I had spent just about 5 days in B.A. and I had still not had the privilege of stuffing a piece of cow bigger than my face down my throat as I had heard one is accustomed to doing in B. A. I was distracted by empanada shops and pay-by-weight home-made food fast joints in El Centro, many of which are actually vegetarian, a kind of weak “protest” against Argentina’s reputation of being a carnivore capital. This situation had to be remedied and I would not just settle for any old parillada to remedy it in. It had to be La Cabrera. A gigantic, always crowded, well known yet surprisingly not-too-touristy, beautifully dark and mysterious and elegant restaurant in Palermo Viejo. Having made a reservation with a friend for 8:30 (I guess this is one of the “time-slots” when all restaurants serve dinner to a bunch of people) and then lost it to our pre-dinner drinks a few streets away, we ended up waiting under the meager thermo-rays of the restaurants heat lamp for just about an hour and a half.
Our wait was made bearable, fun even, by the people we met, conversations we had and friends we made with folks in the same situation…and the free beer, chorizo, fried potatoes and breadsticks brought out by the hostess to those waiting didn’t hurt either…
When we finally got in, our lips slightly purple from the chill of the night air, we sat down at a beautifully set table for two and took a moment to appreciate the toasty warmth of inside, the comfortable and soft lighting, the pleasant buzz of the other guests.
We ordered a bottle of Trapiche Malbec, a wine whose flavor always comforts me by bringing back memories of my weekend trip to BA while studying abroad in Chile, my first exposure to this wonderful city.
Then came the bread (French, sourdough, sweet and sticks) with accoutrements (whipped-into-a cloud butter, a delicious tangy and creamy olive tapenade and a smooth, slightly smokey pate de carne). A fantastic introduction to the meal.
Next we ordered the Heart of Palm salad to share. Giant, thick logs of heart of palm, smooth but with a bite, slightly pickled, surrounded by a fresh salad of arugula drizzled with balsamic and thick, hearty rounds of juicy, beefy tomato. There was also some salsa golf on the side but this was unnecessary in my opinion, as the flavors of these veggies shined through beautifully and were completely satisfying on their own.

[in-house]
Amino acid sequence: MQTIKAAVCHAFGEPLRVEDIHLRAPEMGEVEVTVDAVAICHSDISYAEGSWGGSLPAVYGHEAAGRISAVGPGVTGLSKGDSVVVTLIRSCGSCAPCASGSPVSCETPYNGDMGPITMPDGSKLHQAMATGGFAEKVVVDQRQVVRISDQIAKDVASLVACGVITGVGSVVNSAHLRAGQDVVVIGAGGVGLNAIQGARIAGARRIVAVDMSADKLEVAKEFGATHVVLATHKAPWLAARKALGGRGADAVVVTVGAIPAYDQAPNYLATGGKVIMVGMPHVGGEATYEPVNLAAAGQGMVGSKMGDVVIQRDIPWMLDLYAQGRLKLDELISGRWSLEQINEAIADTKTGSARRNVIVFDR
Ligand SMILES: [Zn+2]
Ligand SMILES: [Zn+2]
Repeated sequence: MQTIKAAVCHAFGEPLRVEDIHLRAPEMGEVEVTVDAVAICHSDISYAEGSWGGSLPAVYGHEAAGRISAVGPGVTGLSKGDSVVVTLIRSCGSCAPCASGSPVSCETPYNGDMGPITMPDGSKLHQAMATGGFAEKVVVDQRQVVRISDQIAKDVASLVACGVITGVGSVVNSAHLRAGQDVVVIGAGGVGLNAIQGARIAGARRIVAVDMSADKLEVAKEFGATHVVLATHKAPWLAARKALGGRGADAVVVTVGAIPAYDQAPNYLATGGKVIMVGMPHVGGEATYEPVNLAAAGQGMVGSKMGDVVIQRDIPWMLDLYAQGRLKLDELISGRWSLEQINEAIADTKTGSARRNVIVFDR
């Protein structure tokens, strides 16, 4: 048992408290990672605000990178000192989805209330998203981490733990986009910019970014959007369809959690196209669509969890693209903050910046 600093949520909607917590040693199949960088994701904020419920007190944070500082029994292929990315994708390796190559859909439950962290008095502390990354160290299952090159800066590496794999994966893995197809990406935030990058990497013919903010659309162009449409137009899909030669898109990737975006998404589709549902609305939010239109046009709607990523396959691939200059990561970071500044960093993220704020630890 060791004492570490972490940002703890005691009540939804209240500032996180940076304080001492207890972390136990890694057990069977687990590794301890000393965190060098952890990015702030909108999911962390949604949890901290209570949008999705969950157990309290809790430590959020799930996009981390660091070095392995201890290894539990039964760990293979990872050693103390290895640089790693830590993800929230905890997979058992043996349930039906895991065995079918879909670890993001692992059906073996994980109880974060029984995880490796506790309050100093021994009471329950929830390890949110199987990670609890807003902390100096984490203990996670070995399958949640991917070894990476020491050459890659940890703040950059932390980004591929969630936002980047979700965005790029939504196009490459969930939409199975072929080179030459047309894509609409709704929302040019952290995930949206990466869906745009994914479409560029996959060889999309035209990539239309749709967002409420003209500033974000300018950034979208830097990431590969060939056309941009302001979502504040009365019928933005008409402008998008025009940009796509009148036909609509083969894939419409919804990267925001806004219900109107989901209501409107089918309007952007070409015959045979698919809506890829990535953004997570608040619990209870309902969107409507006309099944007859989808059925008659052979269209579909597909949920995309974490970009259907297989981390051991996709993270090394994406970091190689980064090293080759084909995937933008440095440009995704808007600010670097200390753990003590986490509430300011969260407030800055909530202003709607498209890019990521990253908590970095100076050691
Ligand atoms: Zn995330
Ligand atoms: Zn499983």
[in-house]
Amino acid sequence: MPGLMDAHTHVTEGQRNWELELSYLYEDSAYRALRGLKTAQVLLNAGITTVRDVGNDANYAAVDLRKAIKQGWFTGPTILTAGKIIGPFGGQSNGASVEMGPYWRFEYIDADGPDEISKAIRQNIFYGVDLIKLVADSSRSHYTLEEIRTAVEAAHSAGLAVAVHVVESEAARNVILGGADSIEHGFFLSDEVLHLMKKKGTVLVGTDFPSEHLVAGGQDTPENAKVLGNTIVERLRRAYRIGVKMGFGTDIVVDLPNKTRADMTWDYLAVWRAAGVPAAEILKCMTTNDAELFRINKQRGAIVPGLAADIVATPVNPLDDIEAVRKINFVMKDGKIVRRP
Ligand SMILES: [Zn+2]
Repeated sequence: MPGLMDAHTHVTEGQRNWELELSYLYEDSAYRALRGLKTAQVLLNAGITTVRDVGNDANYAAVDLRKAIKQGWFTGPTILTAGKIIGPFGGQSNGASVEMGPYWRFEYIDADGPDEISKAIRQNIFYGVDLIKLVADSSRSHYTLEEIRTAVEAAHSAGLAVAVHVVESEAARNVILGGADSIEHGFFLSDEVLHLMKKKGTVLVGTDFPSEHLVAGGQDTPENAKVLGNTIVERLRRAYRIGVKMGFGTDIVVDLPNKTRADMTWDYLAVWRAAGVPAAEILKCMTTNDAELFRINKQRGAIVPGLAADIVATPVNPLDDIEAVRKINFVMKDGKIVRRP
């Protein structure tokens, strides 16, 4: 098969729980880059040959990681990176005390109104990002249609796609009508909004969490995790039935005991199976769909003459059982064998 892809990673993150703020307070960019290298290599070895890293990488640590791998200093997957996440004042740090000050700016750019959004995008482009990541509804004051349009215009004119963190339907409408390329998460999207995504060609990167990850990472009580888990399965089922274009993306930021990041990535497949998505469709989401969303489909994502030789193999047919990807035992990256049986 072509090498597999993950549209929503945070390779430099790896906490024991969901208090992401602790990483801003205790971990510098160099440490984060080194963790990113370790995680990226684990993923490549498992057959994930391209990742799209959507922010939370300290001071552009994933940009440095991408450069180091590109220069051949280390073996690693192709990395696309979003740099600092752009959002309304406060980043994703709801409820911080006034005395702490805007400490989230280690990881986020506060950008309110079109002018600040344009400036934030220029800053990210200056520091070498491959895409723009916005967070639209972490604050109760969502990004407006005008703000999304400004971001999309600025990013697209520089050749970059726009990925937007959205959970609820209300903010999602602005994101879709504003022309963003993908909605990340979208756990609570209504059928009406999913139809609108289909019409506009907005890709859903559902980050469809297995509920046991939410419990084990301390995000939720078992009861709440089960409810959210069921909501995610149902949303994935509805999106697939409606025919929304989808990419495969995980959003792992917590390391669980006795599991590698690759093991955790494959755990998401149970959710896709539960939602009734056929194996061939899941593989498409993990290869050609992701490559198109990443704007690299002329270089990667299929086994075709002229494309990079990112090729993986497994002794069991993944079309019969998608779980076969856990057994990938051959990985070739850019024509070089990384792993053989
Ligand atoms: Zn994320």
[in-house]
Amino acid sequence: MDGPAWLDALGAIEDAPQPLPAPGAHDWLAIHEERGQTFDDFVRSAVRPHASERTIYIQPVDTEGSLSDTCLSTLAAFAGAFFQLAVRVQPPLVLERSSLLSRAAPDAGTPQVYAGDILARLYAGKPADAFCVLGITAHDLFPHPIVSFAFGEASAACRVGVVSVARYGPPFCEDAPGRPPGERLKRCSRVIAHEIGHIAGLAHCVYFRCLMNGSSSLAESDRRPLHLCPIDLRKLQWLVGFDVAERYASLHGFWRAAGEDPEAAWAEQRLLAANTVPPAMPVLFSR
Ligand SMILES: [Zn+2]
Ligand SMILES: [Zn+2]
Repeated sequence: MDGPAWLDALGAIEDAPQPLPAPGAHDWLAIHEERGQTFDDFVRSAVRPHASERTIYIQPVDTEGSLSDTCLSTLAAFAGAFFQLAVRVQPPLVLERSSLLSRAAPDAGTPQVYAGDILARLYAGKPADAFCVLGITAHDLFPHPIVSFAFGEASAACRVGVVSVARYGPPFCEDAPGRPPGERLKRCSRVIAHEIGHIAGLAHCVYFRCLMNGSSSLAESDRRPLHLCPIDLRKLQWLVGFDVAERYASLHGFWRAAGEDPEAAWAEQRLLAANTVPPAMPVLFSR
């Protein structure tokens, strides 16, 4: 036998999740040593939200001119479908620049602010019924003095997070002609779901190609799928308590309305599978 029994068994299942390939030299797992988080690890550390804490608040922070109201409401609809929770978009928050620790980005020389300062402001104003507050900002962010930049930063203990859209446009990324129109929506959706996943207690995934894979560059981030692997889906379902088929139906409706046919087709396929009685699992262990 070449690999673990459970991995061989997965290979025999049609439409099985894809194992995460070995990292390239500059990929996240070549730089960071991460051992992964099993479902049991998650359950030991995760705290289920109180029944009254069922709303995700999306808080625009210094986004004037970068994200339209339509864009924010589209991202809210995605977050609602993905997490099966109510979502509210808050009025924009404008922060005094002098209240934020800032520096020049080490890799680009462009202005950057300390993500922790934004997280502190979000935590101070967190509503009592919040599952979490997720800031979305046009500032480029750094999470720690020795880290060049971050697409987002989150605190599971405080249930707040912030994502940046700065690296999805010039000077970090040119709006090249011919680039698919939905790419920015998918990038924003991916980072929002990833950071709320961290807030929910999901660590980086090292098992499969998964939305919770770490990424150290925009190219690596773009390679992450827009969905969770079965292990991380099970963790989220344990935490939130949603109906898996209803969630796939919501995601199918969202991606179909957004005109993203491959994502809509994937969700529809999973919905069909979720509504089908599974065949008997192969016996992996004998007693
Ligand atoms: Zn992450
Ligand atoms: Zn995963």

Next came pièce de résistance, 400 grams of ojo de bife, the most beautiful rib eye I’ve ever laid eye on, served on a cutting board with three little ramekins filled with marinated mushrooms, creamy tomato puree and a bit of couscous. Thick, and incredibly juicy, I ordered my steak “entre rare y mediano” (having no idea how to say between rare and medium rare, I opted for Spanglish) and it arrived perfectly bloody but with the warmth of a sear. Thank God, the fat was left for the guest to trim off and this made the meat around it buttery and moist.
More little ramekins kept coming until our table looked like Marie Antoinette’s snacking quarters, completely covered in bite-sized numnums to leisurely pick at. First came a quartet of sides and condiments: creamy mashed potatoes, apple sauce, tomato salsa and squash. Then a heavy, steal mini-cauldron of the most amazing creamed spinach I’ve ever tasted, dark green and juicy without any excess cream, layered with cheese on top. A beautiful silver sauce-boat filled with thick, salty bernaise. More bread, more pate, more butter, more numnums.
We ended our entrees with a smile, having tangoed with the steak and refilled our glasses with wine for more than 2 hours. A group of flirtatious Armenian men, also recently having finished their entrees, sent over a tiramisu for us to share. It was a very thin, triple-layered creamy thing with the biscuit soaked in brandy which we only had room for 2 spoons of.